To hear others with examples, research, encouragements, failures and successes (often delivered with a sense of humour and always with a sense of self awareness) gives me the courage and commitment to keep on trying to give a relational perspective on all the work we do with families and children. I am bolstered by the words of practitioners, executive directors, teachers and consultants alike.
CYC-Net helps me when I am doing leadership training with Supervisors of both Social Workers and Child and Youth Care Workers and when I am training Child and Youth Care Workers, as it gives me a base of knowledge and exposure to practice that reinforces and grounds the values that I hold to be true for me and how I want to work in the world!
I am a residential child care worker from Scotland, keen to learn and promote residential care as a positive choice rather than a last resort for some young people who need this.
I believe there is a need to reflect on and share experiences (good and bad) to develop the service we provide and improve to a highly skilled workforce offering a quality of care tailored to suit individuals needs. This means learning from past mistakes and historical abuse inquiries have ensured many lessons have been learned – influencing the many rapid changes to ensure these mistakes are not repeated. But equally it's important to challenge stigma, promote positive examples of how this type of group care can (and does) help and heal relationships and traumatised young people.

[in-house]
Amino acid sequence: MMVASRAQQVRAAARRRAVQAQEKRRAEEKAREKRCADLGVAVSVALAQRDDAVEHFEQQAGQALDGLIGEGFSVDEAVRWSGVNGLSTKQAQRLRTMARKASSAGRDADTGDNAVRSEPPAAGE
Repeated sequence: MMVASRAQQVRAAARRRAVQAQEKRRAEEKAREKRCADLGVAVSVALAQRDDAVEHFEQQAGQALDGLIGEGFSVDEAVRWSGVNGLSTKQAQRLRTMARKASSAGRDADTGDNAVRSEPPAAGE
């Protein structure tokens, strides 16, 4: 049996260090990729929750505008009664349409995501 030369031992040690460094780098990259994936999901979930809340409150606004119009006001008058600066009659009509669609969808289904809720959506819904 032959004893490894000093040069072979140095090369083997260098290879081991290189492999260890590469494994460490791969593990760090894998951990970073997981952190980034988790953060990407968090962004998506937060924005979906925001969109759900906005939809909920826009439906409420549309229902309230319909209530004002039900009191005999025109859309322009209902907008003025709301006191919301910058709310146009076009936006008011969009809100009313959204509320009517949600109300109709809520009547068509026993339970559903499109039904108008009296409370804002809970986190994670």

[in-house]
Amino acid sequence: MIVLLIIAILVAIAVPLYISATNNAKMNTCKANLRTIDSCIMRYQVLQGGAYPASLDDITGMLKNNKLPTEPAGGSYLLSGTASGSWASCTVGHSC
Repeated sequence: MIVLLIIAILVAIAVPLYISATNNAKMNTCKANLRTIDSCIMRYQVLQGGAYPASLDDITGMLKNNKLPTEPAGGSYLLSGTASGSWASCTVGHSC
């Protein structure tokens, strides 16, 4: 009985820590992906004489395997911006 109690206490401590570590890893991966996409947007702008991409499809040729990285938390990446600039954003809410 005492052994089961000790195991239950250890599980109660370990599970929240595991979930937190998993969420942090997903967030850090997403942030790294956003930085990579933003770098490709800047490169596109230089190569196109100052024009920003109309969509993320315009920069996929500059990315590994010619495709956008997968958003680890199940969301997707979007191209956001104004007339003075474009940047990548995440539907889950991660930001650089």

This is no easy task but forums like this encourage people to think outside the box, look at world theories, approaches and interventions across the world and seek support and advice from impartial professionals with no pressures to go along with the majority or ingrained in habits. It's a cost effective way to learn and use social forums to connect with people who would otherwise be out of reach. It's interesting and non predictable, and improves and encourages frontline workers to contribute to literature research and publications to tell the world what we do. This is a great forum for raising awareness of residential care as a profession in its own right and not just an expensive last resort within social work services.